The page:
Tina L. Stark, editor-in-chief and co-author
Traditionally, lawyers use the term "boilerplate" to refer to the standardized, "one size fits all" provisions that generally appear at the end of a contract, including choice of law, notice, arbitration, force majeure and assignments. Lawyers often take these provisions for granted, forgetting that significant business and legal issues lurk within them. Costly problems arise when drafters are unaware of the latest cases or fail to reconsider when an off-the-rack provision actually meets the needs of the transaction.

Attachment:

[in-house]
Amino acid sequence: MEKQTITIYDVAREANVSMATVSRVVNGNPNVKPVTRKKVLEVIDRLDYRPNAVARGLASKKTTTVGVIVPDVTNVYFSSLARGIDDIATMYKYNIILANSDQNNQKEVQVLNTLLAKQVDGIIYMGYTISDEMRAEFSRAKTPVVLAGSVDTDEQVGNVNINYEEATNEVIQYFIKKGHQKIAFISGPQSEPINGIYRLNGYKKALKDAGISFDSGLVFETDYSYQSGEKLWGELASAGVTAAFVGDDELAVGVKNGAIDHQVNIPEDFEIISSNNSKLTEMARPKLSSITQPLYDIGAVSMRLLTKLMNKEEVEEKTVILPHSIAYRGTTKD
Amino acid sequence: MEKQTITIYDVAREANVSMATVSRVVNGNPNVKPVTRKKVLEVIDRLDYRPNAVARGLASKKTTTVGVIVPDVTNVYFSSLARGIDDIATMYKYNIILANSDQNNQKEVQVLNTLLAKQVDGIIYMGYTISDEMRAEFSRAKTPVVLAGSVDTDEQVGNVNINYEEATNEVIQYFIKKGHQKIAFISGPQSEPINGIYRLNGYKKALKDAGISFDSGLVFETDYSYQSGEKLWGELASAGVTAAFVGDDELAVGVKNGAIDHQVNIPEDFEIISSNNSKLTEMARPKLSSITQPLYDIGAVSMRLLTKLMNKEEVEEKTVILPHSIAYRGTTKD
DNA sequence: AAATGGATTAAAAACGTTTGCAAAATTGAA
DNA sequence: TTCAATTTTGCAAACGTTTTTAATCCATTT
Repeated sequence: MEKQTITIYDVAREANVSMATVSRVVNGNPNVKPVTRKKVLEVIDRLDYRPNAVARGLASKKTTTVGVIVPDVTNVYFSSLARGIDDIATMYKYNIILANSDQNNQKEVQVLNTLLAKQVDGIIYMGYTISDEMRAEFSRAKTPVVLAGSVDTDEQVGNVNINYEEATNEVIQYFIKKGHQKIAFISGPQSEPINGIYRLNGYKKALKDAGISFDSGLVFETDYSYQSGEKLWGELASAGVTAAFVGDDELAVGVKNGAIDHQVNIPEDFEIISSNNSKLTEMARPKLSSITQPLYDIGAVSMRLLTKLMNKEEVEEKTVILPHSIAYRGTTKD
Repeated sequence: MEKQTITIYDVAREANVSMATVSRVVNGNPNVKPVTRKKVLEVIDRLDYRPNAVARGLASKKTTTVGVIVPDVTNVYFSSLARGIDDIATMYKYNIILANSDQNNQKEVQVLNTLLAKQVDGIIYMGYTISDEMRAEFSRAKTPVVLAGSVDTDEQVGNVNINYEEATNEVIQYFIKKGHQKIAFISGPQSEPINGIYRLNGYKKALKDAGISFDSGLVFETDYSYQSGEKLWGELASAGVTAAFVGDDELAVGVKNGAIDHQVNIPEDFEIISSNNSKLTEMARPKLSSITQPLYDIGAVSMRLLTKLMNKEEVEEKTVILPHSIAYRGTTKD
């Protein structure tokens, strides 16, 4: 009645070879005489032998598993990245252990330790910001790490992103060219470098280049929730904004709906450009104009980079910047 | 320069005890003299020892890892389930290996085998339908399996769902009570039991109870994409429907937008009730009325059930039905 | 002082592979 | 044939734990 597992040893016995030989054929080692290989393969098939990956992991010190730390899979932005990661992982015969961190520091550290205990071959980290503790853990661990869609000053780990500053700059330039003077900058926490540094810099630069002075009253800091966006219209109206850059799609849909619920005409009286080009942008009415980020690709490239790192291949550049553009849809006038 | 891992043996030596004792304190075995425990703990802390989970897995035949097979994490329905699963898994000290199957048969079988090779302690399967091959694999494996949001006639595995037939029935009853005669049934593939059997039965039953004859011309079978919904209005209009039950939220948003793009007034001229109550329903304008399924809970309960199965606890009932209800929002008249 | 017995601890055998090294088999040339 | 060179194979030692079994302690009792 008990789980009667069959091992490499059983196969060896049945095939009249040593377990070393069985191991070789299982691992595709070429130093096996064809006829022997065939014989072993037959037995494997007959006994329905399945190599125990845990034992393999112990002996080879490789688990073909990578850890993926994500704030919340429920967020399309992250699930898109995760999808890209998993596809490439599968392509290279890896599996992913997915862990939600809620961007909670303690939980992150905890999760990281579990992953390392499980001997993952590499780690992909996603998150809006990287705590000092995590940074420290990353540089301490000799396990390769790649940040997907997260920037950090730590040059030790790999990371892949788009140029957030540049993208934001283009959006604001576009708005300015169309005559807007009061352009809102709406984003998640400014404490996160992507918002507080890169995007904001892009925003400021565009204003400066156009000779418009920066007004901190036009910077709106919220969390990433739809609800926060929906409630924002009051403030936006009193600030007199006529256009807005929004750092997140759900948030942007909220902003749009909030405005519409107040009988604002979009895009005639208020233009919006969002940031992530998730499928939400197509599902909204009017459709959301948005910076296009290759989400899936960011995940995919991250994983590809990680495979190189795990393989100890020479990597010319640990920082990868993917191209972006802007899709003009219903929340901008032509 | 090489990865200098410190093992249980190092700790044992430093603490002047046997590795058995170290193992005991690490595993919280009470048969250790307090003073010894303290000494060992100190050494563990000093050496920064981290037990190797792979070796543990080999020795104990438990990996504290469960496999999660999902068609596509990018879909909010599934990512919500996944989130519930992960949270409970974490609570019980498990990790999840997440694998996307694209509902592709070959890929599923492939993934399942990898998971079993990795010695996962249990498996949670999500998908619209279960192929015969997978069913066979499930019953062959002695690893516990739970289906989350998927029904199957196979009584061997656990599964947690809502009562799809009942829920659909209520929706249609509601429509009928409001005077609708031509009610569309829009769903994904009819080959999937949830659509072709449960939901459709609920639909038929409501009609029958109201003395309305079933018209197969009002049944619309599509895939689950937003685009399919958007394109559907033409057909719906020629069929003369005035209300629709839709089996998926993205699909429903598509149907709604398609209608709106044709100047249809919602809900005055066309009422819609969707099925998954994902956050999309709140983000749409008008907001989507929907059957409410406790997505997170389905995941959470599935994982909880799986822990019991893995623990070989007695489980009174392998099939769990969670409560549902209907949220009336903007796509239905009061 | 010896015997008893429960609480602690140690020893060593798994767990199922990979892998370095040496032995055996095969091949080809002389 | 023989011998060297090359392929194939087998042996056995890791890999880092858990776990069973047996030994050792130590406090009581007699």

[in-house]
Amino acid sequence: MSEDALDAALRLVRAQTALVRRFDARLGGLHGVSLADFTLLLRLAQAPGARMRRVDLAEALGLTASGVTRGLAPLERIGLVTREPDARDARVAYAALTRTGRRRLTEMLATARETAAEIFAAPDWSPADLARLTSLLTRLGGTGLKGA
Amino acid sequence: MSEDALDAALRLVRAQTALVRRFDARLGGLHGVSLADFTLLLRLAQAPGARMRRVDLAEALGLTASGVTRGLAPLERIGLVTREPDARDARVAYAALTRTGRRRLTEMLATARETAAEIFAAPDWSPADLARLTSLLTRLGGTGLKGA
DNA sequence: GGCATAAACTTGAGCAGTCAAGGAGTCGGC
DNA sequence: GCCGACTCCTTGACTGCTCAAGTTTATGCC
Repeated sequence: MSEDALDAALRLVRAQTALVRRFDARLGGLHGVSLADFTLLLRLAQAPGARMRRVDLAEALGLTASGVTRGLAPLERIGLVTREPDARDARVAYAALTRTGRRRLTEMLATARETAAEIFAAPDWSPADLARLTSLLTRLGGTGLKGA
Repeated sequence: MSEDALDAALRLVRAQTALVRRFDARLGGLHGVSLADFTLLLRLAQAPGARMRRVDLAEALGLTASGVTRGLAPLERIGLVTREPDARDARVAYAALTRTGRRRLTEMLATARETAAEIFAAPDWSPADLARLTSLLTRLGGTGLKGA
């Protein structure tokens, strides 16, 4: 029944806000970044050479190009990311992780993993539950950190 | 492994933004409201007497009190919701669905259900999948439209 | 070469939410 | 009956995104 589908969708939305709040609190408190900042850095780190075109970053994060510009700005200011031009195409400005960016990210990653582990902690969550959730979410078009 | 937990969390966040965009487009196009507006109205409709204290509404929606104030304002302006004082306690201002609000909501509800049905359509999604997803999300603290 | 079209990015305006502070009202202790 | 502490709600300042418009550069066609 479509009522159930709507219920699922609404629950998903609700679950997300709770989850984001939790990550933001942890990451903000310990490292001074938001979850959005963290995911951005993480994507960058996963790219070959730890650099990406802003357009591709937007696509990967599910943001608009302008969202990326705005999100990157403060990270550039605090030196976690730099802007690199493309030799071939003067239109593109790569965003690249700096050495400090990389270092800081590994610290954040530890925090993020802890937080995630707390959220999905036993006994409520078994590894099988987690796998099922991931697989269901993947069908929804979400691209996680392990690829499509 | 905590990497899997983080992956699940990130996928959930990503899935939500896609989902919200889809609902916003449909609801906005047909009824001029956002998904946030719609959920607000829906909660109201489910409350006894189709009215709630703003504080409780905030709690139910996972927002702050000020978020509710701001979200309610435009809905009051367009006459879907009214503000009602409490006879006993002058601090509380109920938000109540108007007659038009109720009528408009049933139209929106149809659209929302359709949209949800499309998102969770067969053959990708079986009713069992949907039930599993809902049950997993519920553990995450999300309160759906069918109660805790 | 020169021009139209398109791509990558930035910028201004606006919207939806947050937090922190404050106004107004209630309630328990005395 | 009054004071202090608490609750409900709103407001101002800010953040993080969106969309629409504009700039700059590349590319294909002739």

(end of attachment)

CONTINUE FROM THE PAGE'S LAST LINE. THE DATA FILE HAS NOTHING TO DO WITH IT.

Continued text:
Negotiating and Drafting Contract Boilerplate educates lawyers and business professionals about the underlying rationale and importance of boilerplate language. Each chapter tackles a different contractual provision, over 20 in all, and analyzes why it is important, what the key legal and business issues are, what is negotiable and what is not, and how best to draft the provision to suit a particular transaction. This remarkable book will give you a competitive edge—and a new understanding and appreciation of language you've seen countless times.